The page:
- German Tankards and Steins: Part 8–Character Steins | Milwaukee Art Museum Blog on German Tankards and Steins: Part 6–Mettlach and the Germany Identity
- Dave Wyman on What Does It Mean To “Curate”?
- sue berce on Tech Talk: What’s On Your Phone, MAM Staff?
- Tech Talk: What’s On Your Phone, MAM Staff? | Milwaukee Art Museum Blog on Beyond Digital: Open Collections and Cultural Institutions, Part 1
- Beyond Digital: Open Collections and Cultural Institutions | The Pararchive Project on Beyond Digital: Open Collections and Cultural Institutions, Part 2
- From the Collection–Christopher Dresser, Pitcher and Claret Jug
- From the Collection–Meissen Porcelain Manufactory, Two-Handled Urn
- From the Collection–G. H. van Hengel, Jr., Chandelier
- From the Collection–Meissen Porcelain Manufactory, Augustus III, King of Poland
- From the Collection–George Vicat Cole, At Arundel, Sussex
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Tag Archives: steins
Ready for some more laughs? In this post, we’ll be looking at more German steins meant to be amusing. The industrial revolution of the nineteenth century meant that more goods could be produced quickly and more people could afford those … Continue reading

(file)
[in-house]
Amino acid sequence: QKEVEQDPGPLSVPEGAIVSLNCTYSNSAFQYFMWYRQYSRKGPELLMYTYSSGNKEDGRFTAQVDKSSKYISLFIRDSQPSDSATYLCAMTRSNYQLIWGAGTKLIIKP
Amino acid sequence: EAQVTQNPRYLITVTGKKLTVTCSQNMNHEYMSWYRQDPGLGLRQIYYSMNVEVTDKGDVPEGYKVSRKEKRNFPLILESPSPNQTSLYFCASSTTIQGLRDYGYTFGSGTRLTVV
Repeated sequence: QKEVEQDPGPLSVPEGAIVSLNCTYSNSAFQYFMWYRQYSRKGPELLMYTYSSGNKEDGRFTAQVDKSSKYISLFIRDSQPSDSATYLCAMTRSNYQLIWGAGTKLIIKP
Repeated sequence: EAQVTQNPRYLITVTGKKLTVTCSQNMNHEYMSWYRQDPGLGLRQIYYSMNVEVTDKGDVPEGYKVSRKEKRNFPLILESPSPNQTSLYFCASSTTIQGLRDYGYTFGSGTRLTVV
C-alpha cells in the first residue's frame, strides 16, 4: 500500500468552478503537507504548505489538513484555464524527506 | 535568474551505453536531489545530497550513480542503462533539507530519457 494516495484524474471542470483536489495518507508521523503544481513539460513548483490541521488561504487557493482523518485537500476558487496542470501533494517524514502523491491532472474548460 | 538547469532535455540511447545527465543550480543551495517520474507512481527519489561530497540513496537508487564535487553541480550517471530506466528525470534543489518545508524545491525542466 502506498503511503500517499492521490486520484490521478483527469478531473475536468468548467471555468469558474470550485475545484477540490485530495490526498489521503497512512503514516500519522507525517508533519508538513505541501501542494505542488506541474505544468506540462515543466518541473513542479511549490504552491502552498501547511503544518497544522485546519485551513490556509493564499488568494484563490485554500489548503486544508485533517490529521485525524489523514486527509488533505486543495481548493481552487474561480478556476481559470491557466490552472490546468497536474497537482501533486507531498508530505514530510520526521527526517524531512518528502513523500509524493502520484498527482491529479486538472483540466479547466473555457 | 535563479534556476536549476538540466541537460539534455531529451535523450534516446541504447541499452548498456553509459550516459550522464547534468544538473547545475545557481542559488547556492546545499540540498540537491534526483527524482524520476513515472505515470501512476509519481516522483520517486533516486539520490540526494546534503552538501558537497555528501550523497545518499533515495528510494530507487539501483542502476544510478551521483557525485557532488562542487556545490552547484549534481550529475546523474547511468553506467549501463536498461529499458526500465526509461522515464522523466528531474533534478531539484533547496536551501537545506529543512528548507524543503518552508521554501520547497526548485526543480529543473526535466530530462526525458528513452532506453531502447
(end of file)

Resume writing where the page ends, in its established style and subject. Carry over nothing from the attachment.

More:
Drinking games have long been a source of entertainment. One only has to look at the proliferation of puzzle jugs dating back to the sixteenth century to see this.
Last time, we looked at the historical context for artwork in late nineteenth century Germany. In 1871, Germany officially became a unified country. This time, we’ll look at the cultural ramifications of the unification and how it impacted art. Although German-speaking … Continue reading
Over the past year, we’ve taken a look at some of the German drinking vessels in the Milwaukee Art Museum’s collection. The subjects have ranged from luxurious silver tankards to early stoneware vessels, and from high-quality Meissen porcelain to the … Continue reading
My post this month is about tin-glazed earthenware. Wait! Don’t run! I know that this is one kind of ceramic that makes the study of decorative arts confusing. So many names, so much technical jargon—it’s a headache! But stick with … Continue reading